The Art of Negotiation

At a recent seminar I attended on the art of negotiation, Steve Piacente and Carol Buckland with The Communication Center gave many tips on how to be an effective communicator.

They started with defining the five core concepts of communication.

  • Be Clear
  • Be Concise
  • Be Compelling
  • Be Candid
  • Be Comfortable

In addition, when giving a presentation, know your audience, frame it so they hear you.  Storytelling is an effective way of communicating your message.

Persuasive communication is based on reason, emotions and beliefs/values.

As stated above, frame your message so your intended audience is interested in what you have to say.

The word “because” is powerful, it gives the reasons why they should hear your message.

In other words, remember the WIIFM theory.  "What’s in it for me."

They then referenced Dr. Robert Cialdini’s six principals of influence:

  • Reciprocity
  • Commitment and Consistency
  • Social proof/consensus
  • Liking
  • Authority
  • Scarcity

They also referenced a study by UCLA professor Dr. Albert Mehrabian that states the percentages word choice, voice tone and body language have when you are communicating in an in-person conversation.  These numbers are probably not what you expected.

  • Word Choice - 7%
  • Voice Tone - 38%
  • Body Language - 55%

To sum it up, be intentional when selecting your words, use voice and the use of pauses effectively and don’t forget the most important, body language (posture, eye contact, smile).

They then went into the five different negotiating styles.

  • Competitive - I win, you lose.
  • Accommodating - I lose, you win.
  • Compromising - we both win and lose some.
  • Avoiding - I lose, you lose.
  • Collaborating - I win, you win.

They gave two examples of presentation formulas and I was reminded of one I’ve used over the years.

I learned the UPPOPR method over 30 years ago from a manager who was Xerox’d trained.  For a copy of that template go HERE or for a blog post on the subject go HERE.

They spent a little time on story formulas, and go HERE for a past blog post on that subject.

They finished talking about language of leadership and separated that discussion into two areas - weak and power speak.

Weak speak - saying “I think” vs “I know” or “I feel” vs “I am convinced.”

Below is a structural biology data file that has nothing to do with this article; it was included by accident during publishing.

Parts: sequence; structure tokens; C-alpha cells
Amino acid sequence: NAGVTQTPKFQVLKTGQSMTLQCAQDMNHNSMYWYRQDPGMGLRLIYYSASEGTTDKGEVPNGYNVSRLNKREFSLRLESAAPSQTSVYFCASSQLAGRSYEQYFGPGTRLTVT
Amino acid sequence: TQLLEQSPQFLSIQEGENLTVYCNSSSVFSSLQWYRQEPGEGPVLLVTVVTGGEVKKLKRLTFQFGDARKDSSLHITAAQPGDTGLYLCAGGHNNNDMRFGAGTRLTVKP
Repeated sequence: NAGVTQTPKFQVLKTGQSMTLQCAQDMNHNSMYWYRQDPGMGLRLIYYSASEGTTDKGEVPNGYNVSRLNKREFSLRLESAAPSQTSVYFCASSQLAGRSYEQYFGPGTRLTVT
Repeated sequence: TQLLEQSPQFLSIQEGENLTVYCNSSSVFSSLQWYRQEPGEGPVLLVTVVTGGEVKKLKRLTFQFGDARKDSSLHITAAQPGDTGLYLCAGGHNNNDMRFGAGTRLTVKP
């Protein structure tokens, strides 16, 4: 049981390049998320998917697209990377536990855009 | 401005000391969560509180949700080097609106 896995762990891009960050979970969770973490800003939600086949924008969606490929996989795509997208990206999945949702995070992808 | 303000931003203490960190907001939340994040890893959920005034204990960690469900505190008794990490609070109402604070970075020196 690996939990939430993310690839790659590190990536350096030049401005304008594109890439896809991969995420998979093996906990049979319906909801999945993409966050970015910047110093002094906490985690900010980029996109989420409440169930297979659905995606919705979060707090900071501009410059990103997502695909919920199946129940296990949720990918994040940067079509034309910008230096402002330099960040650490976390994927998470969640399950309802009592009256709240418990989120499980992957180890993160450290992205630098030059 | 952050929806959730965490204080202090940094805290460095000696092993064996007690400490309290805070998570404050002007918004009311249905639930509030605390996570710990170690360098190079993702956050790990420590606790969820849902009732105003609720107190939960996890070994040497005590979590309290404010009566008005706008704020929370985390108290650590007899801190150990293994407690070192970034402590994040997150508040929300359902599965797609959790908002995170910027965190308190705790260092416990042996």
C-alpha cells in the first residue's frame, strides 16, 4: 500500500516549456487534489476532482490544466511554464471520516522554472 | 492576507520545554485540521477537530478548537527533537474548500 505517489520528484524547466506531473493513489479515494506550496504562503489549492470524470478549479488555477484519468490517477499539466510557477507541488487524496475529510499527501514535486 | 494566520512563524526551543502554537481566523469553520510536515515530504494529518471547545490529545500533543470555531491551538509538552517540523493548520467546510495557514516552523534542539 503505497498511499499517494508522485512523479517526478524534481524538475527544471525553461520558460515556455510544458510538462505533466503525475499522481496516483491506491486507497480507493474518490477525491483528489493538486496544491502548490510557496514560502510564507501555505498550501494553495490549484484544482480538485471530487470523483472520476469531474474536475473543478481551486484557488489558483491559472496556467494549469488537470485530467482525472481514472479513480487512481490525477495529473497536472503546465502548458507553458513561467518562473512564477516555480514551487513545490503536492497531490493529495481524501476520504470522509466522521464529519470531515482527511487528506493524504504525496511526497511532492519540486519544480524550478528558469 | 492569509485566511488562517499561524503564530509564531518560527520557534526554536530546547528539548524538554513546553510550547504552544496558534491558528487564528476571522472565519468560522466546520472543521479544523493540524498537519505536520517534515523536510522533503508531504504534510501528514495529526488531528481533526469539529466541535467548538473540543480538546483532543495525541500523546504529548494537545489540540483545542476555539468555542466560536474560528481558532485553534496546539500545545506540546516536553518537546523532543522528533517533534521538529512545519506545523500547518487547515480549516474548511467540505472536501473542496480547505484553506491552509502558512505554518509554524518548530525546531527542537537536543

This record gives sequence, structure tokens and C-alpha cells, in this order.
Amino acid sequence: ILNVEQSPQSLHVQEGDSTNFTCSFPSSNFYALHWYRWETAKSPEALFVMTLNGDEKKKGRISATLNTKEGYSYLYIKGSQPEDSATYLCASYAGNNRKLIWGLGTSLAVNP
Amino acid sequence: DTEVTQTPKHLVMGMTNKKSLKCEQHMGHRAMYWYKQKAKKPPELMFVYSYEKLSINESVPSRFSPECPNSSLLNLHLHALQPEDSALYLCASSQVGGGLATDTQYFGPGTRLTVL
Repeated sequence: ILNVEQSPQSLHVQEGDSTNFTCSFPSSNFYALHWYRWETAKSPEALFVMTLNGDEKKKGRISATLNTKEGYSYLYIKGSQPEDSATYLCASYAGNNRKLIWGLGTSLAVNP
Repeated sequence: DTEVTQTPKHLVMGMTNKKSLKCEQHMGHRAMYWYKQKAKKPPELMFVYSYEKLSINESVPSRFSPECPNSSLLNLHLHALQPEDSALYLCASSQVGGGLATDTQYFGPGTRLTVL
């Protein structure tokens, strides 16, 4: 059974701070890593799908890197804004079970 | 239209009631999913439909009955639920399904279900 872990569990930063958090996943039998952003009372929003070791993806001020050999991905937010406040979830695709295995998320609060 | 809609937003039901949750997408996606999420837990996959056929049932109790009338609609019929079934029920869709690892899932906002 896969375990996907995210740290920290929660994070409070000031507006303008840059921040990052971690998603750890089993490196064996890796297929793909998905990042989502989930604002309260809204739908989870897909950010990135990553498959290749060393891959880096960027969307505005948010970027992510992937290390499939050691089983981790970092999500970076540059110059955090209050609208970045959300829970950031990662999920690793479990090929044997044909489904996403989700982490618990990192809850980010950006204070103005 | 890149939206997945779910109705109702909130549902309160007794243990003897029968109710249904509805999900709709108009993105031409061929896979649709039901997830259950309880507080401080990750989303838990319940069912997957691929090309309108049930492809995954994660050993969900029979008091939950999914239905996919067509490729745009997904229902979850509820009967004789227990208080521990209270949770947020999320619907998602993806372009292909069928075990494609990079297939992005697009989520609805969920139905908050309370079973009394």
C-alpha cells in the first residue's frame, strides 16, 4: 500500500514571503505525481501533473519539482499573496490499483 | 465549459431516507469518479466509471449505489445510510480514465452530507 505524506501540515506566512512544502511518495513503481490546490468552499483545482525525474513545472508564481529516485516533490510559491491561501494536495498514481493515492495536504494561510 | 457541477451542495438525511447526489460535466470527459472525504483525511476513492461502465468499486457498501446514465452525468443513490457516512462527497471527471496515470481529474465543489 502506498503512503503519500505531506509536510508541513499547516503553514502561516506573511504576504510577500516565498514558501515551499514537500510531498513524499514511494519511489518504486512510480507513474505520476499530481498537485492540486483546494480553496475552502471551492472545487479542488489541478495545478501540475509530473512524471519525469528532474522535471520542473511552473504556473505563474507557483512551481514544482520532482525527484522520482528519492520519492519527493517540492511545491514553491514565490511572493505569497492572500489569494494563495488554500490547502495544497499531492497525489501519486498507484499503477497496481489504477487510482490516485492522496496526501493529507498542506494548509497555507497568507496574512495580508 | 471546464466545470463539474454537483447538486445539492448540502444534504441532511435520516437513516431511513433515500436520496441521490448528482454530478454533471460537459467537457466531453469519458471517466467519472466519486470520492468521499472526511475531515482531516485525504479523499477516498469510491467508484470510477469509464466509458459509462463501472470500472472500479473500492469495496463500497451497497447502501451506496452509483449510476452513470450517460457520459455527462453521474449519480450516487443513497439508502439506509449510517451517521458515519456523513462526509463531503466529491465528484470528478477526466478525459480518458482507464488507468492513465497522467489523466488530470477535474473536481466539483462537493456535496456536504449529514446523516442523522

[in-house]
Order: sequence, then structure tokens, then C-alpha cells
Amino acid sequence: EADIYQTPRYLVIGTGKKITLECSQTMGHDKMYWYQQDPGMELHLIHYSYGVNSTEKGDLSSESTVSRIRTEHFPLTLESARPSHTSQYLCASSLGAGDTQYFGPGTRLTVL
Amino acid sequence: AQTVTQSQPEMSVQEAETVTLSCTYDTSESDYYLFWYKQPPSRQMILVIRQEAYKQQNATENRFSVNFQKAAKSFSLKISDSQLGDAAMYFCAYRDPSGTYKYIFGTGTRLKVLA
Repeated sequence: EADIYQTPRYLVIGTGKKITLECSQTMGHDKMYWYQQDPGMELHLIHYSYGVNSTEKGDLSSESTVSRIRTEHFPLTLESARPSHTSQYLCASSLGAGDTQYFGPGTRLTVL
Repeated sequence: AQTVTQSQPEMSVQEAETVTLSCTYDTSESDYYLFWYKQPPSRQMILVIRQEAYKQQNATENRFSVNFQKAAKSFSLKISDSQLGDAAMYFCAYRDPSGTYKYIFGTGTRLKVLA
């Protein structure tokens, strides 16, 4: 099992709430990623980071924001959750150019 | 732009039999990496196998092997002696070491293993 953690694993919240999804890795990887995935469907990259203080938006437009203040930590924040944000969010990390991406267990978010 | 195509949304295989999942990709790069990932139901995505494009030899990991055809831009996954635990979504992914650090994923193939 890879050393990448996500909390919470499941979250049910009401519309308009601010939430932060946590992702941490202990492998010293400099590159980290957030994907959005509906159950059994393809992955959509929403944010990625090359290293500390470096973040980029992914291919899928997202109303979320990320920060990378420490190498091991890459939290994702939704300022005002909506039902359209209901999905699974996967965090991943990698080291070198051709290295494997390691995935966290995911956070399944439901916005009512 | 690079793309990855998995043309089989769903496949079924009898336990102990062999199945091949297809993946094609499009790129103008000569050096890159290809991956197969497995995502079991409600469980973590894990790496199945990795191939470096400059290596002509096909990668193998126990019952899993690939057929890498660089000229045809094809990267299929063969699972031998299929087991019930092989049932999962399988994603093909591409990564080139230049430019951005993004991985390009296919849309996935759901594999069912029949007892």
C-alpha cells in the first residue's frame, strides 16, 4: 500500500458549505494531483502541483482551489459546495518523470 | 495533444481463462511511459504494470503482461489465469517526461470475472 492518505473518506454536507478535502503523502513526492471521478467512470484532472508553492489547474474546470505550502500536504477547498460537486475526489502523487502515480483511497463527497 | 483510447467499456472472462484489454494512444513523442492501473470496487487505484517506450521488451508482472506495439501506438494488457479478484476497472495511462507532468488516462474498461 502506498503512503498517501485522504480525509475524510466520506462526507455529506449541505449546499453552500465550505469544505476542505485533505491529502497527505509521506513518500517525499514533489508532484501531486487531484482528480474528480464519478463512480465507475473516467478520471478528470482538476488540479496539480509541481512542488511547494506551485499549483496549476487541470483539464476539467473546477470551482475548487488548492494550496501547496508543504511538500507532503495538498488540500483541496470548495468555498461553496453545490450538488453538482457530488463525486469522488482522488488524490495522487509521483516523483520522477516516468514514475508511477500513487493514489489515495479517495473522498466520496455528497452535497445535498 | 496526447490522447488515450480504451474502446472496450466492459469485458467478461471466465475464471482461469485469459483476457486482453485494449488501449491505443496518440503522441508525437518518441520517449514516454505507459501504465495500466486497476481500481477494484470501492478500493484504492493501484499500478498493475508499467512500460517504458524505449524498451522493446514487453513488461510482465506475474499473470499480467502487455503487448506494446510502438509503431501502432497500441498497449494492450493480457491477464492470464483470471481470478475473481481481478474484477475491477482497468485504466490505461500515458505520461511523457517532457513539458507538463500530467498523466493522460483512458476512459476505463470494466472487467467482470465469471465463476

Power speak - use straightforward language, without jargon, and keep your communications short and to the point.

Good luck in your next conversation!

Succession and Transition Plans

I recently read The Association CEO Succession Toolkit by Gary A. LaBranche, FASAE, CAE and want to focus on the transition and continuity plan template found in Chapter 13 of the book.

I have written before, in a blog post found HERE, about succession planning and the importance of getting your board involved in creating the necessary documents to follow should a transition happen.

While some chambers may use a search firm to help secure the next CEO most due the search internally and this book is a great guide to follow as you go through that process.

Some key discussion items addressed when facing a transition include:

  • Review your strategic value proposition;
  • Aligning a new CEO with the board; and
  • Ensuring that both the board and CEO are in sync with the new value prop or direction of the chamber.

As stated in the book, there can be many reasons for a transition:

  • Leave of absence
  • Death of the executive
  • Termination
  • Retirement

Chapter 13 does a great job of outlining the roles and responsibilities of the board and staff and has a template to use depending on what situation you are dealing with above.

It is a step-by-step guide on who is responsible for the different tasks needed to communicate a transition, not only to your membership but also your staff and community.

To purchase the book go HERE.